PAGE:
In Sims, Robles would be facing a highly decorated amateur (two-time national PAL champion, 2013 U.S. national champion, Silver Gloves champion, Junior Olympic bronze medalist, 2012 Olympic Trials semifinalist and three time Ringside world champion), who was stepping up in several ways. First, he was engaging in his first scheduled eight-rounder. Second, he was set to face a mobile southpaw. Third, he was facing an opponent with a 15-1-1 (5) record, a far better ledger than that of his other 10 professional opponents (36-62-10, a .281 winning percentage).

Yes, Robles was coming off a loss and, yes, he was a late sub for another southpaw in Wellington Romero. But Robles still represented a significant step up. If there was to be a “ShoBox Surprise,” it might happen here but I believed Sims’ ability to switch-hit (I think he actually fought better as a lefty) and his better shot-for-shot power would result in a points victory.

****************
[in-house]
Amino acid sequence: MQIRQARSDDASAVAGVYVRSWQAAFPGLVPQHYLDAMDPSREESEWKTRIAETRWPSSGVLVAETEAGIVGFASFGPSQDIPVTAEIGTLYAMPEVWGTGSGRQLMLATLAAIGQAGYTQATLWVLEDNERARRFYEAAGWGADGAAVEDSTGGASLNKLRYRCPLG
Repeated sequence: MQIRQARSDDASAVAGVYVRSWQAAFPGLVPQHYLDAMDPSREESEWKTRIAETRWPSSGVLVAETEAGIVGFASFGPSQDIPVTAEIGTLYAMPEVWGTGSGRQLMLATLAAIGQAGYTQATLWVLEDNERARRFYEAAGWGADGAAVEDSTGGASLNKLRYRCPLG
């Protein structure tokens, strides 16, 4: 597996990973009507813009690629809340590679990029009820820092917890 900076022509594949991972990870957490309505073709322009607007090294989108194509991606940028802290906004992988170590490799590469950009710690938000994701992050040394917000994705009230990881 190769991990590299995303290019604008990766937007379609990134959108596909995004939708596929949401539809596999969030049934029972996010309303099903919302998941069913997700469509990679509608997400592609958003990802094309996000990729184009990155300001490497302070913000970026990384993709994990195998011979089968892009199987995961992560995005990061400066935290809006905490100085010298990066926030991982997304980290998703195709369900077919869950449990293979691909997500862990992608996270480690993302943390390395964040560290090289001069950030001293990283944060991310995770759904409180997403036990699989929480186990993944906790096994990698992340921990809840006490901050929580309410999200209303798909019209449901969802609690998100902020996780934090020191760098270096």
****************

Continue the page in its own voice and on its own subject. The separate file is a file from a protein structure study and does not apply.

Returning to the theme of setting and achieving goals during a given day, this day’s objectives were to arrive safely and hopefully get some work done after settling in.

Today’s itinerary was straightforward: Drive to Pittsburgh International Airport to catch the 1:15 p.m. American Airlines flight to Philadelphia, then meet audio ace Mike Sena and Mary “Queen of Stats” Swinson for Mike’s 90-minute drive to Atlantic City.

This travel day went extremely well: I left the house at 8:36 a.m. and arrived at the airport two hours and 15 minutes later, then found a parking spot within five minutes of entering the extended parking lot, boarded a plane that left on time, experienced no turbulence and landed 15 minutes early, met Sena at the rental bus pickup zone and waited inside the rental car for Swinson, whose plane arrived a half-hour later. We had no problem finding the Walt Whitman Bridge, New Jersey State Route 42, the Atlantic City Expressway or our crew hotel, Bally’s Atlantic City.